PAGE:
7. Picture Recall
Caregivers, place two different cards from a deck of playing cards face up and let the person view them for 5 seconds. Turn the cards face down.
Now ask them to point to the cards that are named (e.g. “point to the Queen”). Every once in a while ask for a card that was not shown.
Increase the number of cards to a max of 5 as the person progresses.
8. Naming Therapy
This cognitive exercise is often used to help people suffering from aphasia recall words, but it’s also a great way to improve memory in general.
One good naming therapy exercise is to have someone else write down several general categories (such as tools, animals, plants, countries, occupation, foods, sports, etc.)
Then try to remember and name (verbally or in writing) as many items in that category as possible.
For caregivers, if the patient gets stumped, you can give hints. For example, if they can’t come up with any animal names, you can tell them to think of a farm or zoo, etc.
9. Grocery List
Have someone go to the grocery store with you and tell them to choose 2 or 3 food items.
Then, go and find those items without writing down what the person said. As you improve you should increase the number of items you must memorize, until you can recall 7 items.
10. Card Recall
Select four playing cards in sequence (3 of clubs, 4 of clubs, 5 of clubs) and place in random order face up. After five seconds turn the cards face down.
Then turn the cards over in sequence (3, then 4, then 5).
As you improve increase the number of cards in the sequence, allowing one more second of view time for each card added, to a maximum of 7 cards.
Problem Solving and Strategy Cognitive Rehabilitation Exercises
The following cognitive rehabilitation exercises can be used to help you improve your problem solving and planning skills:
11. Making Change
Caregivers, give the person some coins and ask them to tell you which coins would add up to 35 cents, 54 cents, etc.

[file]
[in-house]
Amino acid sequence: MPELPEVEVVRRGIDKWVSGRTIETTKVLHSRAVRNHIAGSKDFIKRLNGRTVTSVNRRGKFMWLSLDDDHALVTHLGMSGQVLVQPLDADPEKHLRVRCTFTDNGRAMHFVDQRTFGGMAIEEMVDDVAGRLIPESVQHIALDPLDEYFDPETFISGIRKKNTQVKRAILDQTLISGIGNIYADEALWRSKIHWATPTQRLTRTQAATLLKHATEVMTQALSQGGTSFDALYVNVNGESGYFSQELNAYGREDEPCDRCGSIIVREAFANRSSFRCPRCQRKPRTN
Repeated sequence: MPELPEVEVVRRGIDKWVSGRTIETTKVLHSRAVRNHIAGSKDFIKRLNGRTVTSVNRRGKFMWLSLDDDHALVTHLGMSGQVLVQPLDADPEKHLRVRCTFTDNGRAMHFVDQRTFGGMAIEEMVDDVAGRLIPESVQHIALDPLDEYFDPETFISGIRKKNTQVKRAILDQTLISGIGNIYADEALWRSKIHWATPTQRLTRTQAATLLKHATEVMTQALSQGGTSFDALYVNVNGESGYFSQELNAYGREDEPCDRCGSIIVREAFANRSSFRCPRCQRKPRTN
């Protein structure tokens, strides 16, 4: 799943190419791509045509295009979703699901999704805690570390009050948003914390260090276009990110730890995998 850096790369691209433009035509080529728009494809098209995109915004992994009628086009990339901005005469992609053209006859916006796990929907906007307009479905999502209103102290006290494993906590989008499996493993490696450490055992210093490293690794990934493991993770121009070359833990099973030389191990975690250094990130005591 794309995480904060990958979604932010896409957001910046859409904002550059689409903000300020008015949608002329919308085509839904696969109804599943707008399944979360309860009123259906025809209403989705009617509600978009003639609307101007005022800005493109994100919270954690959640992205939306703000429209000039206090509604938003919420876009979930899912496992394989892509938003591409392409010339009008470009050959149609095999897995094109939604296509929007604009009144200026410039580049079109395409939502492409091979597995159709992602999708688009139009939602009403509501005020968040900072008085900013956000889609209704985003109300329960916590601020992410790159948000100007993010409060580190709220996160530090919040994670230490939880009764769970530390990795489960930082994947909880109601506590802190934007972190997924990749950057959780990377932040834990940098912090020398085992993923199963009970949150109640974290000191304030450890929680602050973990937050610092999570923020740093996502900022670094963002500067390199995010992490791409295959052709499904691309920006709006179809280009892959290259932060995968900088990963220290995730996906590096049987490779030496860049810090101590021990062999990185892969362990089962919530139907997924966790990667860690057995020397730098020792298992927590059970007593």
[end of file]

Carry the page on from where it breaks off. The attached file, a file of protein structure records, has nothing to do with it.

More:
12. Color Sudoku
Color Sudoku stimulates similar pattern and logic areas of the brain as number Sudoku does, but is easier for people who might still have trouble manipulating numbers.
13. Tower of Hanoi
The Tower of Hanoi is a great mathematical puzzle that can improve several cognitive abilities.
The puzzle consists of three rods and at least 3 disks. (The more disks there are, the harder the puzzle is.)
The goal of the puzzle is to move all the disks over from the first rod to the third without having a larger disk end up on top of a smaller one.
This not only engages the logic and problem solving areas of your brain, it also requires you to plan ahead and strategize, which helps train executive functions.
14. Chess, Sudoku, and Crossword Puzzles
Chess and other brain-stimulating games like Sudoku and crossword puzzles are great for activating the left side of your brain and improving your problem-solving skills.
Crossword puzzles are especially helpful for developing word recall skills.
15. Cognitive Therapy Games
You can use cognitive exercise apps to motivate yourself to exercise your brain frequently. The more you practice cognitive exercises, the sharper your mental skills will become.
Instead of paying for expensive outpatient speech therapy, you can use the CT Cognitive Therapy App to access over 100,000+ cognitive rehabilitation exercises.
It’s a great fit for TBI patients that want to improve memory, critical thinking, and speech.
And there you have it! We hope you find these cognitive rehabilitation exercises for TBI recovery useful.